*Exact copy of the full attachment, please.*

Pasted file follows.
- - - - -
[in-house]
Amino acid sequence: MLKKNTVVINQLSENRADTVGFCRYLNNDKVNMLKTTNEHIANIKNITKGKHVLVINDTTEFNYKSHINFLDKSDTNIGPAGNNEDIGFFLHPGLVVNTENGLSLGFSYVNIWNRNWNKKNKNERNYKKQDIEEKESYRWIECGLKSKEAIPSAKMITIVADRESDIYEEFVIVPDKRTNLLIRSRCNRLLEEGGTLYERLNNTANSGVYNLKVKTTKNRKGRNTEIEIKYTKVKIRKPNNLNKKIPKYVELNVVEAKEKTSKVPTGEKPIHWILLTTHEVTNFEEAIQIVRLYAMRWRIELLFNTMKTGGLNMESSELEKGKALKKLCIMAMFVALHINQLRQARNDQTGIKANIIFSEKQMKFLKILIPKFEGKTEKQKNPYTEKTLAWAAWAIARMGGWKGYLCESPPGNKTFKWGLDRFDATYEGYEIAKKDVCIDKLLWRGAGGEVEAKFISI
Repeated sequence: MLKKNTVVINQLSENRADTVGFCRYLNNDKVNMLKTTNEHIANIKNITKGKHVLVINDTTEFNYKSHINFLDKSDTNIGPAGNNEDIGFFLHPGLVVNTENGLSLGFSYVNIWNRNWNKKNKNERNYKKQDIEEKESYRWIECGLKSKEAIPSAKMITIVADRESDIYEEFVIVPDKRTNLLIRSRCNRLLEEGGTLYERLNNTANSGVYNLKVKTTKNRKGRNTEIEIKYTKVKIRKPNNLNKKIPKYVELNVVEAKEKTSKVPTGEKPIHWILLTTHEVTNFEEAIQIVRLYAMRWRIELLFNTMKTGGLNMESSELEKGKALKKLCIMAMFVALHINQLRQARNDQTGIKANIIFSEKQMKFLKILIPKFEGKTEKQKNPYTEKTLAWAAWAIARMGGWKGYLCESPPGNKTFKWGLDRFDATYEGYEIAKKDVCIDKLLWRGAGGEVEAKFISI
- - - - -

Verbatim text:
[in-house]
Amino acid sequence: MLKKNTVVINQLSENRADTVGFCRYLNNDKVNMLKTTNEHIANIKNITKGKHVLVINDTTEFNYKSHINFLDKSDTNIGPAGNNEDIGFFLHPGLVVNTENGLSLGFSYVNIWNRNWNKKNKNERNYKKQDIEEKESYRWIECGLKSKEAIPSAKMITIVADRESDIYEEFVIVPDKRTNLLIRSRCNRLLEEGGTLYERLNNTANSGVYNLKVKTTKNRKGRNTEIEIKYTKVKIRKPNNLNKKIPKYVELNVVEAKEKTSKVPTGEKPIHWILLTTHEVTNFEEAIQIVRLYAMRWRIELLFNTMKTGGLNMESSELEKGKALKKLCIMAMFVALHINQLRQARNDQTGIKANIIFSEKQMKFLKILIPKFEGKTEKQKNPYTEKTLAWAAWAIARMGGWKGYLCESPPGNKTFKWGLDRFDATYEGYEIAKKDVCIDKLLWRGAGGEVEAKFISI
Repeated sequence: MLKKNTVVINQLSENRADTVGFCRYLNNDKVNMLKTTNEHIANIKNITKGKHVLVINDTTEFNYKSHINFLDKSDTNIGPAGNNEDIGFFLHPGLVVNTENGLSLGFSYVNIWNRNWNKKNKNERNYKKQDIEEKESYRWIECGLKSKEAIPSAKMITIVADRESDIYEEFVIVPDKRTNLLIRSRCNRLLEEGGTLYERLNNTANSGVYNLKVKTTKNRKGRNTEIEIKYTKVKIRKPNNLNKKIPKYVELNVVEAKEKTSKVPTGEKPIHWILLTTHEVTNFEEAIQIVRLYAMRWRIELLFNTMKTGGLNMESSELEKGKALKKLCIMAMFVALHINQLRQARNDQTGIKANIIFSEKQMKFLKILIPKFEGKTEKQKNPYTEKTLAWAAWAIARMGGWKGYLCESPPGNKTFKWGLDRFDATYEGYEIAKKDVCIDKLLWRGAGGEVEAKFISI